Engraving by Jean Picard, 'Manner of Burning'*
Lisbon, Praça do Comercio (Blackhorse Square) before the great earthquake of 1755

* (The vicitms of the Inquisition did not actually burn to death, they were slowly roasted, death ensued usually after 2.5 hours!)



This 3-hour heritage walking tour starts in the Rossio, near the palace of the Inquisition and ends in the Judiaria of Alfama. Jews have lived in the Iberian Peninsula long before the Christian conquest of Lisbon in 1147. For the first three centuries after the birth of Portugal they prospered and served their king and country. They were shoemakers, doctors, astronomers, cartographers, boticaries, poets, blacksmiths, jewellers, traders, lawyers, financiers, civil servants, government ministers, dyers, tax collectors, tailors, etc. By 1492 they made up approximately one quarter of the Portuguese population.

Then fanaticism and intolerance reared its ugly head. First the Catholic monarchs kicked the Jews out of Spain in 1492, then Portugal in 1496. But the Machiavellian Portuguese King, Manuel I, had a plan. He had no intention of losing his most valuable subjects, so he made them all Catholics, one country, one religion.

In 1497 he forcibly baptized all the Jews of Portugal. He permitted only a few to leave, such as Abraham Zacuto, his personal physician and astronomer who developed the navigational tables that enabled Vasco da Gama to reach India and propelled Portugal into a world power.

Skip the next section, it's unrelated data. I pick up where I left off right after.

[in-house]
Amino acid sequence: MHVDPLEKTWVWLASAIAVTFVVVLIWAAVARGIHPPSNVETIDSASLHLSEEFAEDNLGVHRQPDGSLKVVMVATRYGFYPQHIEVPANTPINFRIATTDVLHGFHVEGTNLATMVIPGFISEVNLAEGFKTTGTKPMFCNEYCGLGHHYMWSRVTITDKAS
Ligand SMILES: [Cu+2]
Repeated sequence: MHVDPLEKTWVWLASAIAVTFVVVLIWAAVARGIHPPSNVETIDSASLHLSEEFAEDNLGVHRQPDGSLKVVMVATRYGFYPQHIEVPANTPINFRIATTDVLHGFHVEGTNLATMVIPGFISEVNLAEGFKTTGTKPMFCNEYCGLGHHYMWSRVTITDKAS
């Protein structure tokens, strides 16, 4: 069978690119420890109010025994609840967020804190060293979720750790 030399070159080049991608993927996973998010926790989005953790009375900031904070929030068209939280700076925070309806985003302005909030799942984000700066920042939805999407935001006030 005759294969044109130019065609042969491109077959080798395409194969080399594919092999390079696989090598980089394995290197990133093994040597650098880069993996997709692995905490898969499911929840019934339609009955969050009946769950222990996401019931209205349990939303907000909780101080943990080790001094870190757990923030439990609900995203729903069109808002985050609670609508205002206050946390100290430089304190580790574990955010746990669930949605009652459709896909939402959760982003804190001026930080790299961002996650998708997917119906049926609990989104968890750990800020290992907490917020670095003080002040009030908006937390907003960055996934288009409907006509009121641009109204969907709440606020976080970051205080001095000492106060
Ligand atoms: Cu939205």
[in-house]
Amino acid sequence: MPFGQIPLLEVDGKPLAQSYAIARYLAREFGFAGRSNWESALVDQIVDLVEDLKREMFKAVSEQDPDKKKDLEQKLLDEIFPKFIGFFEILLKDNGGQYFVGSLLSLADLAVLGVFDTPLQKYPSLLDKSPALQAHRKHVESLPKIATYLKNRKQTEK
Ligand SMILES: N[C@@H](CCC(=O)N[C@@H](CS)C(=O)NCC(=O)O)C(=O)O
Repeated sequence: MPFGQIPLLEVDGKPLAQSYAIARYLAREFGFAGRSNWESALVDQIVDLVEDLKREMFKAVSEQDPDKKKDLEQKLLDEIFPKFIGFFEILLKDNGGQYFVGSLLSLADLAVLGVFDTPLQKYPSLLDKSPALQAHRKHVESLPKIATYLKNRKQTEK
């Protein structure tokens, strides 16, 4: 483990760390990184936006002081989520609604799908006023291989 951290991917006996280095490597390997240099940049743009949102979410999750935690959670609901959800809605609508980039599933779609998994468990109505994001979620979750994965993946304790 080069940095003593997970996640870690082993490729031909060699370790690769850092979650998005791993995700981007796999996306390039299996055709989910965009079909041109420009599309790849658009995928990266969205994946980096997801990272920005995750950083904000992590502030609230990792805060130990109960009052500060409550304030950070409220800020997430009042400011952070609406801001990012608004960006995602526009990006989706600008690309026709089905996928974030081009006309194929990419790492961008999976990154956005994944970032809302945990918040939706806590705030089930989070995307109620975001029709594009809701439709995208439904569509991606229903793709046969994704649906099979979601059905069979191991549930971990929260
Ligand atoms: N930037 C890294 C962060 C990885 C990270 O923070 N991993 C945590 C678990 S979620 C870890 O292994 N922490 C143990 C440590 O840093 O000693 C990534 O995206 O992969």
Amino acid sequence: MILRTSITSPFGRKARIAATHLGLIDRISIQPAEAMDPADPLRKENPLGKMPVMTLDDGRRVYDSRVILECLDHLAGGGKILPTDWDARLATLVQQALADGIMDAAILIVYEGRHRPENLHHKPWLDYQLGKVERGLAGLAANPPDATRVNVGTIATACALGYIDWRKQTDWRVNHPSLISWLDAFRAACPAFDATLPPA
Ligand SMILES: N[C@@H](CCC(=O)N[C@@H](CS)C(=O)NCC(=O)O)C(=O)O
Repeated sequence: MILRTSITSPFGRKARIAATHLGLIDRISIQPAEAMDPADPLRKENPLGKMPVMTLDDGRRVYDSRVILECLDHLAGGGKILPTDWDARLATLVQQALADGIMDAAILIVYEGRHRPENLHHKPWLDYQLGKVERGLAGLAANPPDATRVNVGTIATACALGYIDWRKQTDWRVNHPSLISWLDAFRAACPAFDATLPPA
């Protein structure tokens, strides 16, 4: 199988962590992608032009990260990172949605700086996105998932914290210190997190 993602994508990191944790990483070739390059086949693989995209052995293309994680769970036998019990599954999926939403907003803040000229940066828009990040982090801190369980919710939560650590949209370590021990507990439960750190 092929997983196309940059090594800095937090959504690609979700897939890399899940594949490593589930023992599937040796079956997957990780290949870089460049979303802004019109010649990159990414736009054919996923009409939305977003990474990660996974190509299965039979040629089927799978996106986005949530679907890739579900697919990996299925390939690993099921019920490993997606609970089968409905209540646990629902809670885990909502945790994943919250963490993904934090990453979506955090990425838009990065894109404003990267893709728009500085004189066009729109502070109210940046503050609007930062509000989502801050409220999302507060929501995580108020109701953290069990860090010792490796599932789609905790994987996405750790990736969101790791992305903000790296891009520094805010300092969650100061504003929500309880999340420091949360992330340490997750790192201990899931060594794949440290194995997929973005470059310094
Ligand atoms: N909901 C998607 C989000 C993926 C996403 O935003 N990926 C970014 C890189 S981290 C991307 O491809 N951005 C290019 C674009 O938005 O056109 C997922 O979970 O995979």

After 1497 there were supposedly no more Jews in Portugal, only New Christians or Marranos, that is to say, Catholics on the outside but Jews in their hearts. The king expected to solve the Jewish ‘problem’ in a generation but the Marranos survived the flames and torture of the Inquisition for over 250 years, even though many were burned alive. In 1506 between 2,000 and 4,000 New Christians were slaughtered during three days of rioting in Lisbon. The national archives contain over 40,000 Inquisition files.

Come learn their story on this tour. You will also learn about the origins and destruction of downtown Lisbon as well as historical monuments and architecture.

Rossio, National Theatre, formerly the Palace of the Inquisition

Judiaria of Alfama